Monday, April 23, 2012

Stone Tools on the Trails

Hikes to the seldom visited Ancestral Pueblo ruins sites in the Canyons of the Ancients reveal pottery shards and small stones that could be tools. The Anasazi Heritage Center near Dolores, Colorado has interpretive displays to help understand these artifacts. While picking up and observing these objects in usually encouraged, they should be left where they are found.

The Heritage Center display has 22 different types of lithics classifications, and this doesn’t include the large category of grinding stones. The stone pieces that I see are mostly not recognizable as a distinct shape, such as a projectile point, but many seem to have sharp edges or sharp points.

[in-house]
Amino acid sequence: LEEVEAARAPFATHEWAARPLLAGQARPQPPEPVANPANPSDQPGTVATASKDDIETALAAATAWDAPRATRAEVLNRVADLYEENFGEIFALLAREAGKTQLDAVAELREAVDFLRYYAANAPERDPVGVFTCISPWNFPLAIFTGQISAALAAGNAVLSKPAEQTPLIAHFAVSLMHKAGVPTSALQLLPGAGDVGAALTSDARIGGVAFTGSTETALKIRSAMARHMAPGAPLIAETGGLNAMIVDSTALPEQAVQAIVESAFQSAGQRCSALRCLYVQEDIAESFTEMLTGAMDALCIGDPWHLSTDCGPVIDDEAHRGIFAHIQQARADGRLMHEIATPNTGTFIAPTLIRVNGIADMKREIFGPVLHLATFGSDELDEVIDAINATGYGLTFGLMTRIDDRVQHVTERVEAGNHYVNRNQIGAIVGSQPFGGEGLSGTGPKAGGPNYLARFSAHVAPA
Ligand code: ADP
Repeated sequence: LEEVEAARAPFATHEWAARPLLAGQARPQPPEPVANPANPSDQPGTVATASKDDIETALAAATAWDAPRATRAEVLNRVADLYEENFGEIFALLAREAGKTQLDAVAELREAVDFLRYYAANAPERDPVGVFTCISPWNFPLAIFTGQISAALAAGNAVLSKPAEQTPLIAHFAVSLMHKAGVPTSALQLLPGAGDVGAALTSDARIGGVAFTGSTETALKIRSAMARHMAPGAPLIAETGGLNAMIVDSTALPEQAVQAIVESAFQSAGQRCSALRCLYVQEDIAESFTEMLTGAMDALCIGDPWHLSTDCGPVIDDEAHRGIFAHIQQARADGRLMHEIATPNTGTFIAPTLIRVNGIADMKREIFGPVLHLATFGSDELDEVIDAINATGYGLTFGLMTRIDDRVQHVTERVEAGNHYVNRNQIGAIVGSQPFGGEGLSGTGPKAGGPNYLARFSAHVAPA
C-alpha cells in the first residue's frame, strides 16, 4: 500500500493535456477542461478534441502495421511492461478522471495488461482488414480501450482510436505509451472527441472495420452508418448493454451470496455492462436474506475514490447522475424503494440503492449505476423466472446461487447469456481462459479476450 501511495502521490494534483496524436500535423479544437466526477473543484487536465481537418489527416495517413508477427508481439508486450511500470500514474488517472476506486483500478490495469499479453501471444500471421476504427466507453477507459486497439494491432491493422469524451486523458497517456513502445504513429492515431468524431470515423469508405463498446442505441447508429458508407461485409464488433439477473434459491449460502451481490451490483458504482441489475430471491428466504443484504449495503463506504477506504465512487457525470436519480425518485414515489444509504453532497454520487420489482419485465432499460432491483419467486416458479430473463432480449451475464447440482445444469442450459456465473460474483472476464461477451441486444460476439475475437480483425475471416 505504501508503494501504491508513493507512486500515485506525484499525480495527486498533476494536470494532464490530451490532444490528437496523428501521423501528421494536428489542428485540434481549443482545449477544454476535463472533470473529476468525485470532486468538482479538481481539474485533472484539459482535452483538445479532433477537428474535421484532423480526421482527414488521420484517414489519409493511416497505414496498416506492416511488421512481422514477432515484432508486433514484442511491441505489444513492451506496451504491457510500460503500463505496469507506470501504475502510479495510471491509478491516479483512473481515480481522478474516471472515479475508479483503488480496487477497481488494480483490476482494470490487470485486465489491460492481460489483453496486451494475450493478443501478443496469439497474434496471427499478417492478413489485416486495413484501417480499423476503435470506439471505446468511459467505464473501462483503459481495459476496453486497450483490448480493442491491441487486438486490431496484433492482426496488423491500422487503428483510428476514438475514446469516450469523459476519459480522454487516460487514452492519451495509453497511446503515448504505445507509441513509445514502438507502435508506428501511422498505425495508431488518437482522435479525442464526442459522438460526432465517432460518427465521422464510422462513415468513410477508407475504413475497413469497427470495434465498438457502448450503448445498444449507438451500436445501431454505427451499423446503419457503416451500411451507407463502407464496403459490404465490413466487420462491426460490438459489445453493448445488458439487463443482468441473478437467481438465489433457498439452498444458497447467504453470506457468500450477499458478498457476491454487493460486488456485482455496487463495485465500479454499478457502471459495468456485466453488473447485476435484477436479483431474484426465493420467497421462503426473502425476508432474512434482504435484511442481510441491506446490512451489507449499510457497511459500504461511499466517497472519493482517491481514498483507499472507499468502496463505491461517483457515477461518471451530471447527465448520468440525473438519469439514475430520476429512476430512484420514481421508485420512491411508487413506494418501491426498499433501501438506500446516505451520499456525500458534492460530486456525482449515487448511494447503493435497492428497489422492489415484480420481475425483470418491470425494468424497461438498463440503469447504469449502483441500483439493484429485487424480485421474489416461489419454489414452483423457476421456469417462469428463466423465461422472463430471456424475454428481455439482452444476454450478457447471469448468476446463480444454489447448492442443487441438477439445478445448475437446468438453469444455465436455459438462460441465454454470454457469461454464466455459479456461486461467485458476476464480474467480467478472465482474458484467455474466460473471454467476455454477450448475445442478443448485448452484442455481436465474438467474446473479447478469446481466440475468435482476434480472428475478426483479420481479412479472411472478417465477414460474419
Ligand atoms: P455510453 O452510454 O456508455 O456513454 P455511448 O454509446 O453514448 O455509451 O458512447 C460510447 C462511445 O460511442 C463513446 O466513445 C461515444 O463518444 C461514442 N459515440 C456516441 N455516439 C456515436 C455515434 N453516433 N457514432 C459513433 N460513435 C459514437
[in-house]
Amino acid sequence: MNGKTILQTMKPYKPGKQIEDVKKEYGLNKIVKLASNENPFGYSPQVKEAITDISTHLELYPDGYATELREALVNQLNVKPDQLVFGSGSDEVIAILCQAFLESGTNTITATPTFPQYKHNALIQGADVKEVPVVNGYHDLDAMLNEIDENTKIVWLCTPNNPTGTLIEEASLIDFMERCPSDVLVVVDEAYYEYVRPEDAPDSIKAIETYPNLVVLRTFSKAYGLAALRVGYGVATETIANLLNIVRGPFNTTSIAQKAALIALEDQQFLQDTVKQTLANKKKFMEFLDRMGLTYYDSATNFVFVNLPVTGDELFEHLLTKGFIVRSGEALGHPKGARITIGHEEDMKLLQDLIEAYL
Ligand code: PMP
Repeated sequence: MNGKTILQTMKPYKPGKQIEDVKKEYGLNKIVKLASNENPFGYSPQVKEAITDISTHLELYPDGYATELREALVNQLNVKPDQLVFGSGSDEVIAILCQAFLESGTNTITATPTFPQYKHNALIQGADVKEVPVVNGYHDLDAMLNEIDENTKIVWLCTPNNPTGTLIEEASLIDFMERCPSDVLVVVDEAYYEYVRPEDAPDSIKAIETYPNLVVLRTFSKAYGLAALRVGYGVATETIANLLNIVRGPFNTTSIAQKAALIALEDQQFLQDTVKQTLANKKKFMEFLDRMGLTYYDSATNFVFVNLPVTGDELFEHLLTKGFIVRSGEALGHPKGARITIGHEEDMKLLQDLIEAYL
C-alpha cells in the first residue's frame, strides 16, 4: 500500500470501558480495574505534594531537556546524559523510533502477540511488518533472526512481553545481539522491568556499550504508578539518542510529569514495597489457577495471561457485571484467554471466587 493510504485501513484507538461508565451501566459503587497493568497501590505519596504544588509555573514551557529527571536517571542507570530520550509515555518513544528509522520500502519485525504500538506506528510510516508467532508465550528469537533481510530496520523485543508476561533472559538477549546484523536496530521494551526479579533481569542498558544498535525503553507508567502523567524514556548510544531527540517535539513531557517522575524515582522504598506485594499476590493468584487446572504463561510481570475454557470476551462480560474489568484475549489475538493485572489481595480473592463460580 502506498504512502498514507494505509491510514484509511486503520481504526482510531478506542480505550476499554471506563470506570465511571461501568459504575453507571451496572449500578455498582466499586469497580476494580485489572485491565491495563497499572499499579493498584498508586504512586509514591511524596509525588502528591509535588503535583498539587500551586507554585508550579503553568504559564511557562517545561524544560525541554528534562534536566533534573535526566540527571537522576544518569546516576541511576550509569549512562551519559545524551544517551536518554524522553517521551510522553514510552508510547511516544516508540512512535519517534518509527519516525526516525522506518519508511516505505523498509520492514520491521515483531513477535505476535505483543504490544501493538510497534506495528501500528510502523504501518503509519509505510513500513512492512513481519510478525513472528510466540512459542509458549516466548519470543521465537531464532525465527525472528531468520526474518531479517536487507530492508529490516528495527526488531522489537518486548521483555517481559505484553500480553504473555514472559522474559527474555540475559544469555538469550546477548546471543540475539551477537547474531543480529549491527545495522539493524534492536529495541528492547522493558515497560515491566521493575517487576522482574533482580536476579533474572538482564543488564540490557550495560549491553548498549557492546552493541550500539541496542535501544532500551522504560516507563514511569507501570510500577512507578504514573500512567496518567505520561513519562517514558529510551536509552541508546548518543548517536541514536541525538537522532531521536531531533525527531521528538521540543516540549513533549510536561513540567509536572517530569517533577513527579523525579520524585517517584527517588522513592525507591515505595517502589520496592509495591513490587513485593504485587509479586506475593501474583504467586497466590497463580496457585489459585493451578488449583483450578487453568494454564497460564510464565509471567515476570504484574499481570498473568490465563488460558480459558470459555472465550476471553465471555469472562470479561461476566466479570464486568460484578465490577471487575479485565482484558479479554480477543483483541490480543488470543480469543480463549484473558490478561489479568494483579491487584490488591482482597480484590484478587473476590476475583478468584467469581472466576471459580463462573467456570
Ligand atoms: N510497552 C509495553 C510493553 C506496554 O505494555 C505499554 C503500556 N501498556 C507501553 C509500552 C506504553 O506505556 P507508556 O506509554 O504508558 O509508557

Occasionally there are small hiker made arrays of stones near a ruins site. Glancing at them, it is obvious that there are several different minerals available.

None of these shapes are very distinct, but among the classifications are blades, gravers and perforators. 

In a drawer below the lithics classification poster, there are examples of the minerals that are available in the Canyons of the Ancients, both in a raw and finished form. The minerals on display include grayish Morrison Orthoquartzite, silvery Chalcedony, streaky Silicified Sediment and streaky Chert/Silicified Sediment, grayish Brushy Basin Chert, the reddish Jasper, and grayish Burro Canyon Orthoquartzite.

Chalcedony is described as a mix of quartz and moganite, two different crystal forms of silica dioxide. Chert seems to be a more general term for rocks that are quartz crystals but doesn’t include quartzite. Quartzite is a metamorphic rock that was originally sandstone and was altered due to pressure and heat. Orthoquartzite is very pure quartz sandstone. Jasper seems to be an impure form of Chalcedony and can occur in various colors due mostly to Iron.